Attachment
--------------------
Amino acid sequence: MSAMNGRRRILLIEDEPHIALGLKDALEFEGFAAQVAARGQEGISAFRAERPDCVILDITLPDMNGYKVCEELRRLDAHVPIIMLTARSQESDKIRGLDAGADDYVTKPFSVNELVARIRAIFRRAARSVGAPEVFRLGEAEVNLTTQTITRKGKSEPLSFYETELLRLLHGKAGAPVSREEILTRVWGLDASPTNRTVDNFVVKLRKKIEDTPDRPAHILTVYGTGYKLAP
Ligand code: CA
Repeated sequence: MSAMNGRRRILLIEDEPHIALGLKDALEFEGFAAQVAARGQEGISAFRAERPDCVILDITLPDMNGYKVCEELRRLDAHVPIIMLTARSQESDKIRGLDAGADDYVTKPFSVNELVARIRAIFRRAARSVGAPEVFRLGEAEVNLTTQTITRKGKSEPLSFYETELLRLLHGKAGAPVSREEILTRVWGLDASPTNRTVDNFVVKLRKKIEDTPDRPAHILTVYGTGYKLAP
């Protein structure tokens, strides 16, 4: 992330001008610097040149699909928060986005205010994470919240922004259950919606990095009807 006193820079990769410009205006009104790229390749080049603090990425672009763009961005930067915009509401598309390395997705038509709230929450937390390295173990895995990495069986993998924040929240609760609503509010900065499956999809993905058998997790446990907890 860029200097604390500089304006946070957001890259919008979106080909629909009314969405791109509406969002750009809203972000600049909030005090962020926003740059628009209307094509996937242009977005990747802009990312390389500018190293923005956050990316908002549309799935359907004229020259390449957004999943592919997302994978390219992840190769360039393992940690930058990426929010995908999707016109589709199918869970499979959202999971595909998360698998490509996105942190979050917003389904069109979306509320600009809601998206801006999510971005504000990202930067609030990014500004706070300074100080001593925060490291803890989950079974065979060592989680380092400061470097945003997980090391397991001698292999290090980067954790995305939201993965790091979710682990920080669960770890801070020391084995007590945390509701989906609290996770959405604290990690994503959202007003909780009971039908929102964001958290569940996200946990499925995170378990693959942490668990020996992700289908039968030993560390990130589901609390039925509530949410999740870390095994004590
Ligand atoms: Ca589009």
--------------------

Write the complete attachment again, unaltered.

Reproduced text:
Amino acid sequence: MSAMNGRRRILLIEDEPHIALGLKDALEFEGFAAQVAARGQEGISAFRAERPDCVILDITLPDMNGYKVCEELRRLDAHVPIIMLTARSQESDKIRGLDAGADDYVTKPFSVNELVARIRAIFRRAARSVGAPEVFRLGEAEVNLTTQTITRKGKSEPLSFYETELLRLLHGKAGAPVSREEILTRVWGLDASPTNRTVDNFVVKLRKKIEDTPDRPAHILTVYGTGYKLAP
Ligand code: CA
Repeated sequence: MSAMNGRRRILLIEDEPHIALGLKDALEFEGFAAQVAARGQEGISAFRAERPDCVILDITLPDMNGYKVCEELRRLDAHVPIIMLTARSQESDKIRGLDAGADDYVTKPFSVNELVARIRAIFRRAARSVGAPEVFRLGEAEVNLTTQTITRKGKSEPLSFYETELLRLLHGKAGAPVSREEILTRVWGLDASPTNRTVDNFVVKLRKKIEDTPDRPAHILTVYGTGYKLAP
């Protein structure tokens, strides 16, 4: 992330001008610097040149699909928060986005205010994470919240922004259950919606990095009807 006193820079990769410009205006009104790229390749080049603090990425672009763009961005930067915009509401598309390395997705038509709230929450937390390295173990895995990495069986993998924040929240609760609503509010900065499956999809993905058998997790446990907890 860029200097604390500089304006946070957001890259919008979106080909629909009314969405791109509406969002750009809203972000600049909030005090962020926003740059628009209307094509996937242009977005990747802009990312390389500018190293923005956050990316908002549309799935359907004229020259390449957004999943592919997302994978390219992840190769360039393992940690930058990426929010995908999707016109589709199918869970499979959202999971595909998360698998490509996105942190979050917003389904069109979306509320600009809601998206801006999510971005504000990202930067609030990014500004706070300074100080001593925060490291803890989950079974065979060592989680380092400061470097945003997980090391397991001698292999290090980067954790995305939201993965790091979710682990920080669960770890801070020391084995007590945390509701989906609290996770959405604290990690994503959202007003909780009971039908929102964001958290569940996200946990499925995170378990693959942490668990020996992700289908039968030993560390990130589901609390039925509530949410999740870390095994004590
Ligand atoms: Ca589009």